The Genocide Awareness Project and counter-protests turned Red Square into a carnival freak-show last May.
Western for Life is bringing back the Center for Bio-Ethical Reform, a California-based organization created by anti-abortion lawyers, to present the Genocide Awareness Project. The project will be in Red Square May 23 and 24. Corina Jones, President of Western for Life, confirmed that it will be the same presentation as last year. Jones said her reason for bringing it back to stimulate conversations and show what she said is the truth about abortion.
The project displays violent photographs of hate crimes beside pictures of aborted fetuses to present abortion as genocide. (Genocide is the systemic killing of a racial or cultural group. See the comparison of women to the Third Reich?).
Genocide Awareness Project was in Red Square for two days last year. The display included almost a dozen posters and adjacent video cameras. A metal barricade encased the posters, members of Western for Life, and representatives of the Center for Bio-Ethical Reform. Some of the presenters brought their children, who looked caged as they played behind the barricade's bars and underneath pictures of bloody fetuses and dead adults.
The physical barriers anticipate the violent responses provoked by the project. Western student David Zhang jumped the fence and tore down the signs down last year. This response is by no means exclusive to our university. At Ohio State, 30 counter-protestors were arrested for rioting. At University of Kansas, a student drove his truck into the display, and another student assaulted one of the presenters. I see the barriers as a physical representation of the barriers preventing equal access to both a safe university education and healthy reproductive options.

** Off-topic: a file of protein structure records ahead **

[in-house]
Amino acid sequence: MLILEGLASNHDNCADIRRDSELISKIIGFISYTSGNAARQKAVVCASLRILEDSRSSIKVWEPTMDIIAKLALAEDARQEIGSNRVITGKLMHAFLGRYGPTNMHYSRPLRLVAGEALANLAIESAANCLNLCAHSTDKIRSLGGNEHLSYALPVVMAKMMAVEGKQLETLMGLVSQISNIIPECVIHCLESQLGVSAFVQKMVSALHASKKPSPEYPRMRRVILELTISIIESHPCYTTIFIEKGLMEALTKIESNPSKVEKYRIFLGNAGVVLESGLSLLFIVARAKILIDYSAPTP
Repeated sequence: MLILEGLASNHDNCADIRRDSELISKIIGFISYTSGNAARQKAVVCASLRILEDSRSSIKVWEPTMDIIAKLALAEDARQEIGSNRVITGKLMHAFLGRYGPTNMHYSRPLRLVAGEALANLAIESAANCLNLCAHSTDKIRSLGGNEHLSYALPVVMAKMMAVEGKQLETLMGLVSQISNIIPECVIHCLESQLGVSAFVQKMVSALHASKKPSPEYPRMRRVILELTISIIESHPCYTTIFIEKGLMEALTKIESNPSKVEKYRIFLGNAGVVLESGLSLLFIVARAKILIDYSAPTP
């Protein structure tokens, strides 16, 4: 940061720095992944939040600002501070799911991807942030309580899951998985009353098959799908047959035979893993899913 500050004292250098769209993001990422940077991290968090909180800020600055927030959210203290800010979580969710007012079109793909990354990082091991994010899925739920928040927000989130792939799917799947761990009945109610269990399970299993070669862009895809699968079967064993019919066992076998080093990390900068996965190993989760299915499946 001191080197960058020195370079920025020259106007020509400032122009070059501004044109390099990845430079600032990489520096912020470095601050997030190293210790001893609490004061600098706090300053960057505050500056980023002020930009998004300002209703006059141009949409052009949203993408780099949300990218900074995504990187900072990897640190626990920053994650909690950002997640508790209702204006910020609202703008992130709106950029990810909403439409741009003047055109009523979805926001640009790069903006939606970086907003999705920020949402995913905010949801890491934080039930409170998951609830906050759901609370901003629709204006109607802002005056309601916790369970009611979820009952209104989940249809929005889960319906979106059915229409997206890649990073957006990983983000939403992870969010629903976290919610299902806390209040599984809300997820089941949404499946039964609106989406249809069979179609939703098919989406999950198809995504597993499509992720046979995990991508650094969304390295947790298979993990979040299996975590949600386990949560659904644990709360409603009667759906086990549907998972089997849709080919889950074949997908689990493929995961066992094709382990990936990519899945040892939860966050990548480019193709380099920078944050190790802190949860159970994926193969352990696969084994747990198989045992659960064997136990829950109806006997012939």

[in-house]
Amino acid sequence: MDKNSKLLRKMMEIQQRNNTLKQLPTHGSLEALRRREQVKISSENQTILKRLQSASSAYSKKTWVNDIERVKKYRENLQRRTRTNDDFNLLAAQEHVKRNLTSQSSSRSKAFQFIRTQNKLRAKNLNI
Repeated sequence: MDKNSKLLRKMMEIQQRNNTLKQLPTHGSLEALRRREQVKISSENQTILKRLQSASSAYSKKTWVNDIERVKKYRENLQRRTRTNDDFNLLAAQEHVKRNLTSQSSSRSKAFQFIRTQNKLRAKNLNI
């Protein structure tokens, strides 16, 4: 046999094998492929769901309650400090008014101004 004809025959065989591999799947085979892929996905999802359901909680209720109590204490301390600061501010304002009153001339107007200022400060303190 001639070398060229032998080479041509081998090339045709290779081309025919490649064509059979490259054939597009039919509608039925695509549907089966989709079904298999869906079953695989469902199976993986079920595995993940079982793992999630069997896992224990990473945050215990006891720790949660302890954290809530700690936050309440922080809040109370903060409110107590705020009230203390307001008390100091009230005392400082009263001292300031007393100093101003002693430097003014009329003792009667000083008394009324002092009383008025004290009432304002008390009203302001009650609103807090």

Western students have had abortions. No matter what the reason, abortion is an expensive, painful, and invasive procedure. Women are already vilified for having sex, they don't need to be further punished by the Genocide Awareness Project bringing up whatever unpleasant circumstances caused a student to unwillingly become pregnant. As a woman, I'm already struggling for an equal education and the freedom from fear of gender-based violence that men benefit from. The Genocide Awareness Project fosters the underlying, deeply rooted sexism and misogyny in U.S. culture, and seeing that doesn't make me feel safe on campus. (And to their credit, I think most of the pro-life folks aren't consciously women haters but are just trying to protect what they believe is a human.)
The Genocide Awareness Project argues that fetuses are dehumanized to normalize abortion, but the project dehumanizes women, Jews, and people of color in the process. One poster includes a black man's corpse hanging from a tree, the emaciated and stacked husks of dead Holocaust victims, and a first trimester fetus splattered around a quarter. "The changing face of choice," the poster reads. "Religious Choice. Racial Choice. Reproductive Choice."